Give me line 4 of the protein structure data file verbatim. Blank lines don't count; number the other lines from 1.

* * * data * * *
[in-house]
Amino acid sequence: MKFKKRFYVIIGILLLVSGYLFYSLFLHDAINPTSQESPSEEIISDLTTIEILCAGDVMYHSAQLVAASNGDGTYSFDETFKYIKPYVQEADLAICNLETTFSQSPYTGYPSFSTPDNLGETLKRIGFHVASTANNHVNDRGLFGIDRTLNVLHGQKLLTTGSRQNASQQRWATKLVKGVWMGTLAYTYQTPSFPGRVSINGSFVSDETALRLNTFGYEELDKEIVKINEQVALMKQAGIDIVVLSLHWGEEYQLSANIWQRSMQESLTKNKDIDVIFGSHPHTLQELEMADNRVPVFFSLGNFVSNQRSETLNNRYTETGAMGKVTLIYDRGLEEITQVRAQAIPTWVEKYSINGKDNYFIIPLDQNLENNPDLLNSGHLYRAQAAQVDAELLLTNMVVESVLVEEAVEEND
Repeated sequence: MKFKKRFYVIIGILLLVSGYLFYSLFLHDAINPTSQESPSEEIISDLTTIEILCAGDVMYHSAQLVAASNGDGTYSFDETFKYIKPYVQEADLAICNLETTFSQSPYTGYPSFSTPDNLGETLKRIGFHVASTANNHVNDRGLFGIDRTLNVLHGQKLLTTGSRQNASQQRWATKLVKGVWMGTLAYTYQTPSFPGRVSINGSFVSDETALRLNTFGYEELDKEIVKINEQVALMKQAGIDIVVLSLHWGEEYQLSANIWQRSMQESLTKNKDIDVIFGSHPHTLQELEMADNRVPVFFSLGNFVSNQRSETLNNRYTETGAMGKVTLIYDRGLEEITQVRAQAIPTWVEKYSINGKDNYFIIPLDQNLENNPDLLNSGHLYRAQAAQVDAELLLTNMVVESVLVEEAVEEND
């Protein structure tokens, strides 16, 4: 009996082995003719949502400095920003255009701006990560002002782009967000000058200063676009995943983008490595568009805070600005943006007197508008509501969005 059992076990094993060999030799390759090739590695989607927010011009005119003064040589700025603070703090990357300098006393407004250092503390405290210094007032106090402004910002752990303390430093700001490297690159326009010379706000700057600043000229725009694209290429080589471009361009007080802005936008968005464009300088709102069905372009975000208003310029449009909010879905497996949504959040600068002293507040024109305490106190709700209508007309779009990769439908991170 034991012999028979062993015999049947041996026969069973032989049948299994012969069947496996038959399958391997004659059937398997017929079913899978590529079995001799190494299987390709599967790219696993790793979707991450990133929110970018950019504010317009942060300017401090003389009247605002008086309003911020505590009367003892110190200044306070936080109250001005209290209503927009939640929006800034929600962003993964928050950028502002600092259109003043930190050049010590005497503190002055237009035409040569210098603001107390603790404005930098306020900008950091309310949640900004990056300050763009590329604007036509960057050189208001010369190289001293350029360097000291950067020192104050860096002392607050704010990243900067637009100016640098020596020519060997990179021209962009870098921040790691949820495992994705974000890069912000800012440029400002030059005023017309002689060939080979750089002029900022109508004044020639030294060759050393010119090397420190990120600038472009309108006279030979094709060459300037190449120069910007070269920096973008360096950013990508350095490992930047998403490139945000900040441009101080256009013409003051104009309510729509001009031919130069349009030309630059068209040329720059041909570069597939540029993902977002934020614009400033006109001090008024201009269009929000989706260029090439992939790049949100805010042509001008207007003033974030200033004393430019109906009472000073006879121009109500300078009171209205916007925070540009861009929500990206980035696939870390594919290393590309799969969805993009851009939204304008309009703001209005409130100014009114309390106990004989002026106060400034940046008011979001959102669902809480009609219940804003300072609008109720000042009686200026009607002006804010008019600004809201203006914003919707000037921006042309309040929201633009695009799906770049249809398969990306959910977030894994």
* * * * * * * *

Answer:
């Protein structure tokens, strides 16, 4: 009996082995003719949502400095920003255009701006990560002002782009967000000058200063676009995943983008490595568009805070600005943006007197508008509501969005 059992076990094993060999030799390759090739590695989607927010011009005119003064040589700025603070703090990357300098006393407004250092503390405290210094007032106090402004910002752990303390430093700001490297690159326009010379706000700057600043000229725009694209290429080589471009361009007080802005936008968005464009300088709102069905372009975000208003310029449009909010879905497996949504959040600068002293507040024109305490106190709700209508007309779009990769439908991170 034991012999028979062993015999049947041996026969069973032989049948299994012969069947496996038959399958391997004659059937398997017929079913899978590529079995001799190494299987390709599967790219696993790793979707991450990133929110970018950019504010317009942060300017401090003389009247605002008086309003911020505590009367003892110190200044306070936080109250001005209290209503927009939640929006800034929600962003993964928050950028502002600092259109003043930190050049010590005497503190002055237009035409040569210098603001107390603790404005930098306020900008950091309310949640900004990056300050763009590329604007036509960057050189208001010369190289001293350029360097000291950067020192104050860096002392607050704010990243900067637009100016640098020596020519060997990179021209962009870098921040790691949820495992994705974000890069912000800012440029400002030059005023017309002689060939080979750089002029900022109508004044020639030294060759050393010119090397420190990120600038472009309108006279030979094709060459300037190449120069910007070269920096973008360096950013990508350095490992930047998403490139945000900040441009101080256009013409003051104009309510729509001009031919130069349009030309630059068209040329720059041909570069597939540029993902977002934020614009400033006109001090008024201009269009929000989706260029090439992939790049949100805010042509001008207007003033974030200033004393430019109906009472000073006879121009109500300078009171209205916007925070540009861009929500990206980035696939870390594919290393590309799969969805993009851009939204304008309009703001209005409130100014009114309390106990004989002026106060400034940046008011979001959102669902809480009609219940804003300072609008109720000042009686200026009607002006804010008019600004809201203006914003919707000037921006042309309040929201633009695009799906770049249809398969990306959910977030894994």